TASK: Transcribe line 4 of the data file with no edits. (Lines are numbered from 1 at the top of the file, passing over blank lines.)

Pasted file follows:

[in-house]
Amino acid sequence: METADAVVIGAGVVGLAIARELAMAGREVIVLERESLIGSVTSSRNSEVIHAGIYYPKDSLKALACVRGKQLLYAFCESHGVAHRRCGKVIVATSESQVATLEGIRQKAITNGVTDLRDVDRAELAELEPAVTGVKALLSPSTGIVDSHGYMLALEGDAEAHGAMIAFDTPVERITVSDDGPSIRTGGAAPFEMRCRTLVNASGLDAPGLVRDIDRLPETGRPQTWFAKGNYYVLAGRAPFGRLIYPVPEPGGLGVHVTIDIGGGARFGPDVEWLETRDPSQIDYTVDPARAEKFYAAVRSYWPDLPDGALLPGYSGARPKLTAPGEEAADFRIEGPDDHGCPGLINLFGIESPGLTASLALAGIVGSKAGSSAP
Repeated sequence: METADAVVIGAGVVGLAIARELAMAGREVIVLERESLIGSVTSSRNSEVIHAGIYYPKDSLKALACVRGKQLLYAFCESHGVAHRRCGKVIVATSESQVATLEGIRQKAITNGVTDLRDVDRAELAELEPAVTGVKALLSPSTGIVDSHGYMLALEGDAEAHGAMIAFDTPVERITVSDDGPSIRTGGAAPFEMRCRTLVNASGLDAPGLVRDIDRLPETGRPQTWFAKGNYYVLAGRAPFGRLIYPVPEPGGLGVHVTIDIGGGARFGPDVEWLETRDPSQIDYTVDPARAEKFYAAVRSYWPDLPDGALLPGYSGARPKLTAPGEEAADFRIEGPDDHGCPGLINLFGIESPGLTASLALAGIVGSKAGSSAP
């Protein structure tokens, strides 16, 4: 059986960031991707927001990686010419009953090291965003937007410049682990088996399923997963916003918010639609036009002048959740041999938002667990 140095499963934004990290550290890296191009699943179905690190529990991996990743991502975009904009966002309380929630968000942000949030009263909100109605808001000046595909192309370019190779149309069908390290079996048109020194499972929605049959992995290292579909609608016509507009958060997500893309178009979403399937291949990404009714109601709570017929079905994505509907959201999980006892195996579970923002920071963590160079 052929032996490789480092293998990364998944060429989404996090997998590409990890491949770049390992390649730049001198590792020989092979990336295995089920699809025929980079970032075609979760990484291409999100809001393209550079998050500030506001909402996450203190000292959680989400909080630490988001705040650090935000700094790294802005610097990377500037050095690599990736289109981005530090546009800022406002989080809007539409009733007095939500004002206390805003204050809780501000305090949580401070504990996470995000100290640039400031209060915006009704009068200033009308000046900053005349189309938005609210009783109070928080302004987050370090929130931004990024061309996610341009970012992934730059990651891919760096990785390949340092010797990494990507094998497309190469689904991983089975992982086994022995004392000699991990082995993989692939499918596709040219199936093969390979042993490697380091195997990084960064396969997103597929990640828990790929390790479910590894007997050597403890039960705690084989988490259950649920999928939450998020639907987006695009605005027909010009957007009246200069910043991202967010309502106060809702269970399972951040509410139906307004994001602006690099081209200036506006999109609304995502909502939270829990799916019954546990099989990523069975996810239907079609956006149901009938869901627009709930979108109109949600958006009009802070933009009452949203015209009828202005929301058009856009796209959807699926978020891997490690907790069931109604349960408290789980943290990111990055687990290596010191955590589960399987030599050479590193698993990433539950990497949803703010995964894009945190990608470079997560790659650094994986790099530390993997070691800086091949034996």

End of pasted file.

């Protein structure tokens, strides 16, 4: 059986960031991707927001990686010419009953090291965003937007410049682990088996399923997963916003918010639609036009002048959740041999938002667990 140095499963934004990290550290890296191009699943179905690190529990991996990743991502975009904009966002309380929630968000942000949030009263909100109605808001000046595909192309370019190779149309069908390290079996048109020194499972929605049959992995290292579909609608016509507009958060997500893309178009979403399937291949990404009714109601709570017929079905994505509907959201999980006892195996579970923002920071963590160079 052929032996490789480092293998990364998944060429989404996090997998590409990890491949770049390992390649730049001198590792020989092979990336295995089920699809025929980079970032075609979760990484291409999100809001393209550079998050500030506001909402996450203190000292959680989400909080630490988001705040650090935000700094790294802005610097990377500037050095690599990736289109981005530090546009800022406002989080809007539409009733007095939500004002206390805003204050809780501000305090949580401070504990996470995000100290640039400031209060915006009704009068200033009308000046900053005349189309938005609210009783109070928080302004987050370090929130931004990024061309996610341009970012992934730059990651891919760096990785390949340092010797990494990507094998497309190469689904991983089975992982086994022995004392000699991990082995993989692939499918596709040219199936093969390979042993490697380091195997990084960064396969997103597929990640828990790929390790479910590894007997050597403890039960705690084989988490259950649920999928939450998020639907987006695009605005027909010009957007009246200069910043991202967010309502106060809702269970399972951040509410139906307004994001602006690099081209200036506006999109609304995502909502939270829990799916019954546990099989990523069975996810239907079609956006149901009938869901627009709930979108109109949600958006009009802070933009009452949203015209009828202005929301058009856009796209959807699926978020891997490690907790069931109604349960408290789980943290990111990055687990290596010191955590589960399987030599050479590193698993990433539950990497949803703010995964894009945190990608470079997560790659650094994986790099530390993997070691800086091949034996």